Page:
The preaching bit refers to the assumption that if you can make the rules mirror tactical advice of the time, then players can be taught to do things "right". In practice most players are not going to be "into" the period enough and are not going to play enough to do that or care for that matter. It was gratifying at one Cold Wars game with lots of players unfamiliar with MacDuff, to see one player who was familiar with mid-19thC British tactics chasing off the various native levies before him while the other players struggled while carrying on a long distance firefight, in some cases with entrenched enemies, regardless of a prior briefing which warned them of the inadvisability of doing so. In the final analysis, this wasn't successful rules design. It made it possible for people who had the same concept as me of appropriate tactics to apply them successfully, but if didn't naturally result in either players picking up and applying those tactics or else taking the individual unit's tactical "how" out of the general's "where" and "when" decision to attack or defend.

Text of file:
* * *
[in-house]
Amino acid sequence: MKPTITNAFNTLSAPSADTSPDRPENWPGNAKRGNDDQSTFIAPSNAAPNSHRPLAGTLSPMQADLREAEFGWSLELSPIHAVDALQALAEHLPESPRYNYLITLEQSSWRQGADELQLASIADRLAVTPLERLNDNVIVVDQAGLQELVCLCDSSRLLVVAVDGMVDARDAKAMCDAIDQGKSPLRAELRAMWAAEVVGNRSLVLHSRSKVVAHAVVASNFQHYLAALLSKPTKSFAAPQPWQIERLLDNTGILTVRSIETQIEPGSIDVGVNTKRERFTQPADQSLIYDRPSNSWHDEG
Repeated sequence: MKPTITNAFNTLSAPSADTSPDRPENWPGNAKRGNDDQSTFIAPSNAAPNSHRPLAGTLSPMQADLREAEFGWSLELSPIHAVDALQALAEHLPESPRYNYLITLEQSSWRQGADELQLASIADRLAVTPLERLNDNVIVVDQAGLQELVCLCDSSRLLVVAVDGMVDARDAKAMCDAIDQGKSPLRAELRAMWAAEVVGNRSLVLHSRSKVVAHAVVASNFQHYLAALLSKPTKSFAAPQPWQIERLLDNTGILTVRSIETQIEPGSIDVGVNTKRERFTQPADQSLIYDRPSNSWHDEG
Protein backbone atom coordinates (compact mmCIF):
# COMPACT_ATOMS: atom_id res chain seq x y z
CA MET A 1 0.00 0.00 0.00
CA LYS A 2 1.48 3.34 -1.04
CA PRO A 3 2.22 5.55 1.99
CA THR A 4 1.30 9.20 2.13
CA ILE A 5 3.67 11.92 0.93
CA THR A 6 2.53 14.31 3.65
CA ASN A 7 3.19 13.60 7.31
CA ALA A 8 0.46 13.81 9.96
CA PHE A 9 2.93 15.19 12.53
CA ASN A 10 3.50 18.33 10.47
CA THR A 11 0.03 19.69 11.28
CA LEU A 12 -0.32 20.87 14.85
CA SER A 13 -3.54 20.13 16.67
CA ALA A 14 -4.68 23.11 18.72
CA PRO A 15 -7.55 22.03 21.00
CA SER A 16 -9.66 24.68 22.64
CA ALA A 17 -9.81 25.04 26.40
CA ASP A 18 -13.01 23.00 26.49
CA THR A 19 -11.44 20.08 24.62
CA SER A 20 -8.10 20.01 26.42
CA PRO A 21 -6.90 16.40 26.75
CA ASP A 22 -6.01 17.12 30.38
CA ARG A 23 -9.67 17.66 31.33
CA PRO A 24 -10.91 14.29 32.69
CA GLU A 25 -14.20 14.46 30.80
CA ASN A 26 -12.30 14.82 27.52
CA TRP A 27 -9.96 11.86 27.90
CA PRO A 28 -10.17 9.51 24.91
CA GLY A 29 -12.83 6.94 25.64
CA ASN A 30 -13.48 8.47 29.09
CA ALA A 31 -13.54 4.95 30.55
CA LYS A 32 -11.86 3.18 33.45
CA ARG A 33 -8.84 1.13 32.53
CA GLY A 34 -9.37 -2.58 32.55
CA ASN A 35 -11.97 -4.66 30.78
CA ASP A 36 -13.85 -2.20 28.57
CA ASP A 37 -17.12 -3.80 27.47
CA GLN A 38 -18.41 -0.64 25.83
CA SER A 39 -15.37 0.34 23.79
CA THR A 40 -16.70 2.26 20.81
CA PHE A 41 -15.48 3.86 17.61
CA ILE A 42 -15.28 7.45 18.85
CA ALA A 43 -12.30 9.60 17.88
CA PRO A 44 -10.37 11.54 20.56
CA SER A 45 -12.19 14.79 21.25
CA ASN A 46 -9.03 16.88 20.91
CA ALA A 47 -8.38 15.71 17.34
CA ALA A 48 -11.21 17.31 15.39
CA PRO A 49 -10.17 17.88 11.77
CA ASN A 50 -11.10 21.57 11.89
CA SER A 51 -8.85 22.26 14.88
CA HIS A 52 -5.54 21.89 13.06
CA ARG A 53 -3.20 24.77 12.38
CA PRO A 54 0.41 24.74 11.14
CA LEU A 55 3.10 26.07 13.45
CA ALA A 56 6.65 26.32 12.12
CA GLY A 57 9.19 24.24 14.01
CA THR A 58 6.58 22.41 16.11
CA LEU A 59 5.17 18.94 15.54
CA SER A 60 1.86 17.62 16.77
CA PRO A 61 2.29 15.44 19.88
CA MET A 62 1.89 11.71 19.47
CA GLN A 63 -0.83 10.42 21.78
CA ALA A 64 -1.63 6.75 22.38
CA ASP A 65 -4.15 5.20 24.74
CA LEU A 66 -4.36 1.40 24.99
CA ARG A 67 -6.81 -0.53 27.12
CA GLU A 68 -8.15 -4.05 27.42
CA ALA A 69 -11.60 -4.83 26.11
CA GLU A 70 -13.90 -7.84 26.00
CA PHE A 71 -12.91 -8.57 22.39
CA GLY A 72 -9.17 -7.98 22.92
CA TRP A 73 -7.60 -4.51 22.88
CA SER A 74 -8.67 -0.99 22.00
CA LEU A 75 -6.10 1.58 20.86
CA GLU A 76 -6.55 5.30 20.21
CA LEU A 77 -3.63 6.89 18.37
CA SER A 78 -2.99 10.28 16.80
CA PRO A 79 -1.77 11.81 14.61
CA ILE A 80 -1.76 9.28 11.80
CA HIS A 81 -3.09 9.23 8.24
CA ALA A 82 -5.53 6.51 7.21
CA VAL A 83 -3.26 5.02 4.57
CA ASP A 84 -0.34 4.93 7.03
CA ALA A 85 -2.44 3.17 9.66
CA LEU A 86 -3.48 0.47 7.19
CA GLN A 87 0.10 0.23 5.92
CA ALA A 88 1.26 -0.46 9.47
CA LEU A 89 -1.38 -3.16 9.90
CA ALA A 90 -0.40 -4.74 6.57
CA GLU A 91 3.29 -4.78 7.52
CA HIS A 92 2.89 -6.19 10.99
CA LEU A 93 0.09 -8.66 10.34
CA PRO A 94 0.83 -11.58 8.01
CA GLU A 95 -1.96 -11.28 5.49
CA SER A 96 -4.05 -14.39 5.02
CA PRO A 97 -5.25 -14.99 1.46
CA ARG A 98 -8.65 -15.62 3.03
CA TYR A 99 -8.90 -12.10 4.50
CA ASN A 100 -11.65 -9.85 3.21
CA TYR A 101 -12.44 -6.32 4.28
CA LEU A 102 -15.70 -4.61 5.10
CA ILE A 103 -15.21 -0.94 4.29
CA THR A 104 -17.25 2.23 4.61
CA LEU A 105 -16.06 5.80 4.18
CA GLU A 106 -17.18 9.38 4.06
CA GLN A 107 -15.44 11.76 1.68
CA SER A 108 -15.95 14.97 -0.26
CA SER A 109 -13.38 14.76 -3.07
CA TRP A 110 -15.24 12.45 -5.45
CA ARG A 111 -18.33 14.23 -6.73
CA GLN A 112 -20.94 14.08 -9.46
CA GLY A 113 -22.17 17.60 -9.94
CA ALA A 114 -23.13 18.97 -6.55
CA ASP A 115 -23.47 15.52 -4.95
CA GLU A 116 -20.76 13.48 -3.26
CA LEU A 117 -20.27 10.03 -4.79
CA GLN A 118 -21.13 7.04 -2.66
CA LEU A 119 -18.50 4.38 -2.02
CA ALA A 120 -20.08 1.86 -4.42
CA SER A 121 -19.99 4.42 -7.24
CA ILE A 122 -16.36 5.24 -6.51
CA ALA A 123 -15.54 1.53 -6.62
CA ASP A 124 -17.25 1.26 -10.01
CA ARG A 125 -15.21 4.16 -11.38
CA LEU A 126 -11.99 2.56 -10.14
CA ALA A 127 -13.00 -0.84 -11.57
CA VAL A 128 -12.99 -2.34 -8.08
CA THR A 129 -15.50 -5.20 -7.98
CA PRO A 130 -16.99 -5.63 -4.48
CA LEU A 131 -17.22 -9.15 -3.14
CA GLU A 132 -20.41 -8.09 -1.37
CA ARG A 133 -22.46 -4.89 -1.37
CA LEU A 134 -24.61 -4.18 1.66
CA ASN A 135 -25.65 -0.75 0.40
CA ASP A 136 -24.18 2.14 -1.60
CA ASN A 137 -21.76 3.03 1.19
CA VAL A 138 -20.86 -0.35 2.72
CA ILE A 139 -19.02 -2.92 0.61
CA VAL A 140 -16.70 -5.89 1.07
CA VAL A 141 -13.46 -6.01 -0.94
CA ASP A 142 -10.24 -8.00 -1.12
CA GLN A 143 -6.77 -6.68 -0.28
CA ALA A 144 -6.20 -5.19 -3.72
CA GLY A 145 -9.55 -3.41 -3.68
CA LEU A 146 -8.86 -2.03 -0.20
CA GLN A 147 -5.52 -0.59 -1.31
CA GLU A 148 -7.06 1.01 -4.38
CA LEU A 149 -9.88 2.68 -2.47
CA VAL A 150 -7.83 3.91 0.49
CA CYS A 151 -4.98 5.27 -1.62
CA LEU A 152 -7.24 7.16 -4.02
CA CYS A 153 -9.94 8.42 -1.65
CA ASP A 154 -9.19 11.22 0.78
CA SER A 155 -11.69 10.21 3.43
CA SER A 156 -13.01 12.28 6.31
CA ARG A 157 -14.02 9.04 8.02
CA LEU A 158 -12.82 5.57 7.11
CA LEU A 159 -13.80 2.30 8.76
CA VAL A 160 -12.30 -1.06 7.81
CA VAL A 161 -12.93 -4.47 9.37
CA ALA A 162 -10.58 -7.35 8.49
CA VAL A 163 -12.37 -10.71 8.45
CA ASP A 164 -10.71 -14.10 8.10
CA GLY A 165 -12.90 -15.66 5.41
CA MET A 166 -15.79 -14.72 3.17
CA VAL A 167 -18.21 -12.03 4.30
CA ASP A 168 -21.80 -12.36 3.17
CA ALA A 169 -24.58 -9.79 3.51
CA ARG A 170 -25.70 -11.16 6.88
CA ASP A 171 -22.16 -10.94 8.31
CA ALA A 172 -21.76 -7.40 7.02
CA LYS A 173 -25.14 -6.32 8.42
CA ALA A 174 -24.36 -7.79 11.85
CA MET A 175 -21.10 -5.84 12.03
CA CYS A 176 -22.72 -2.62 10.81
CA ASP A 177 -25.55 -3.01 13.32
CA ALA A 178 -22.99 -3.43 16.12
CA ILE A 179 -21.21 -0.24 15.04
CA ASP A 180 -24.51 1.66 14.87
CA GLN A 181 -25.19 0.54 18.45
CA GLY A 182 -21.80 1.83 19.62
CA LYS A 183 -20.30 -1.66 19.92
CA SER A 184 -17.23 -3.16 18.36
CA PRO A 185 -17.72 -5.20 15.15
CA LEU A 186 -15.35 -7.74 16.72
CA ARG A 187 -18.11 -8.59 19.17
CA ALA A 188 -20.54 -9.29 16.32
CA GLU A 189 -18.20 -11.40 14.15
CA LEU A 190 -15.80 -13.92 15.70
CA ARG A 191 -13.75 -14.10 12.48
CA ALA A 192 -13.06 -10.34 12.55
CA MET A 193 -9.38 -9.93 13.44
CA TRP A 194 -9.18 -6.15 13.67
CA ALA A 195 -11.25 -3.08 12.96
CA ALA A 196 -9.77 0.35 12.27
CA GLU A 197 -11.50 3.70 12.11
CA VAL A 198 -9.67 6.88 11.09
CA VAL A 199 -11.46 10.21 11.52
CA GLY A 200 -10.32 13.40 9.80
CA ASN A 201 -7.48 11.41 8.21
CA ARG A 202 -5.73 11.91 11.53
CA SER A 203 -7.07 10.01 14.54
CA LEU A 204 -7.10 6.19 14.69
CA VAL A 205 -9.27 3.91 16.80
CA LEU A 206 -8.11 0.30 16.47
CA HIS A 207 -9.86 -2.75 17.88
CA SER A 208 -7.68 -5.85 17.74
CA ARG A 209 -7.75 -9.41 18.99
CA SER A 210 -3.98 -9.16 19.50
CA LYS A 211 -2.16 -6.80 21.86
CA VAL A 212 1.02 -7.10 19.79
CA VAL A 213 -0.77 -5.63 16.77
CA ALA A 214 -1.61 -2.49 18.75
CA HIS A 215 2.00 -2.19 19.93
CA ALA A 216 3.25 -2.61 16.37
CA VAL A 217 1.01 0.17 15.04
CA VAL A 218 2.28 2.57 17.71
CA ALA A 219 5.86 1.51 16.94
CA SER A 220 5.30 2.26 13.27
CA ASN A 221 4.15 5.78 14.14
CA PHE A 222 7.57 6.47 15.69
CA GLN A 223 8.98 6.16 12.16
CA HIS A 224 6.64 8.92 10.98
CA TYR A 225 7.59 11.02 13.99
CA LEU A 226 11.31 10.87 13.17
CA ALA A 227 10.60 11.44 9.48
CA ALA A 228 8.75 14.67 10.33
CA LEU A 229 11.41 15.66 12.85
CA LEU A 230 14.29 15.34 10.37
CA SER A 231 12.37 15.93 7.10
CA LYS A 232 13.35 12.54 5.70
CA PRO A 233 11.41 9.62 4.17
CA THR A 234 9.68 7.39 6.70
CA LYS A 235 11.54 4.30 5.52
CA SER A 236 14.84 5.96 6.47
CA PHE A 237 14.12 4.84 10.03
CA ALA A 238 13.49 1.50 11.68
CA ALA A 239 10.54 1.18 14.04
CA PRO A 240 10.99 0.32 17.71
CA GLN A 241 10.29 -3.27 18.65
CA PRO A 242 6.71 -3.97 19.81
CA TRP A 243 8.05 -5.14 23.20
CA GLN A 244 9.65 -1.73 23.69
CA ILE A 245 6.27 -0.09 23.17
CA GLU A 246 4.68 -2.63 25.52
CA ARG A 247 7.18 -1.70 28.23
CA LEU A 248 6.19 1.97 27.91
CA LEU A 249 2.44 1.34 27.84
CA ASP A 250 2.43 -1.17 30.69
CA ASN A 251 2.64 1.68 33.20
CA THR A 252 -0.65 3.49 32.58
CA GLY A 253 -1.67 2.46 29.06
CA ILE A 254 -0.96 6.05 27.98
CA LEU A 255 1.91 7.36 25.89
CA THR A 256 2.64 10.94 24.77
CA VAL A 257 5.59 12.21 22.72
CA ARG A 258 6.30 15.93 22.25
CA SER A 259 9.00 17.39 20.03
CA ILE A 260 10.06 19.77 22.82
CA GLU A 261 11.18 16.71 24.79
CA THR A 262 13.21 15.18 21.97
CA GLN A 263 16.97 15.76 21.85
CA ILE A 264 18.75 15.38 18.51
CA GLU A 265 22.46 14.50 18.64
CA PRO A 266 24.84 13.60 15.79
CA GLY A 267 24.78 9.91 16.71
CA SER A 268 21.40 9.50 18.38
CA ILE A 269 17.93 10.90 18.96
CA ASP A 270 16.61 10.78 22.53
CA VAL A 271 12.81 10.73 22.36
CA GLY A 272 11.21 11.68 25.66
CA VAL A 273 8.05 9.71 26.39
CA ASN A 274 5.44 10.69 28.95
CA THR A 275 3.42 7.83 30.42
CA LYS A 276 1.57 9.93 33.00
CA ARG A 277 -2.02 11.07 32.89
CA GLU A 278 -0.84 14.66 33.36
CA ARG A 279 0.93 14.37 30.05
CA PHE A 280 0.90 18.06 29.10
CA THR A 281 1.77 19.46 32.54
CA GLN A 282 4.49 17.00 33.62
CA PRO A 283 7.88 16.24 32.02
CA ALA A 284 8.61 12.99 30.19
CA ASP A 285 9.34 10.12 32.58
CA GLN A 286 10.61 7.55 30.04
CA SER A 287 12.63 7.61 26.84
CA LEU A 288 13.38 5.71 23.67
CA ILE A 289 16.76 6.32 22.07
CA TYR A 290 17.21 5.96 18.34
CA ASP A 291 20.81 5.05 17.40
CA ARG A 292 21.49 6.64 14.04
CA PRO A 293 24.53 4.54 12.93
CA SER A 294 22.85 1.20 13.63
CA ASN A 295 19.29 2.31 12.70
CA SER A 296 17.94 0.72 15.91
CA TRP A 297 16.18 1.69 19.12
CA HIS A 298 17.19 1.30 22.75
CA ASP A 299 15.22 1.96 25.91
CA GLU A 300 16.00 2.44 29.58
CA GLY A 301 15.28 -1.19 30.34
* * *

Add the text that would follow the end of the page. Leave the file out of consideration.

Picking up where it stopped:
In effect, this comes back to who the game is being designed for, how big a typical game is and how long the game is expected to last before either being called or reaching a natural conclusion and what sorts of decisions players are expected to make. In practical terms, this means rolling back recent changes and going back to my old system, modified from Morschauser, where shooting (effective range if you will) wears an enemy down but "melee" (decisive combat whether close range shooting or charges) will result in both casualties and a forced retreat.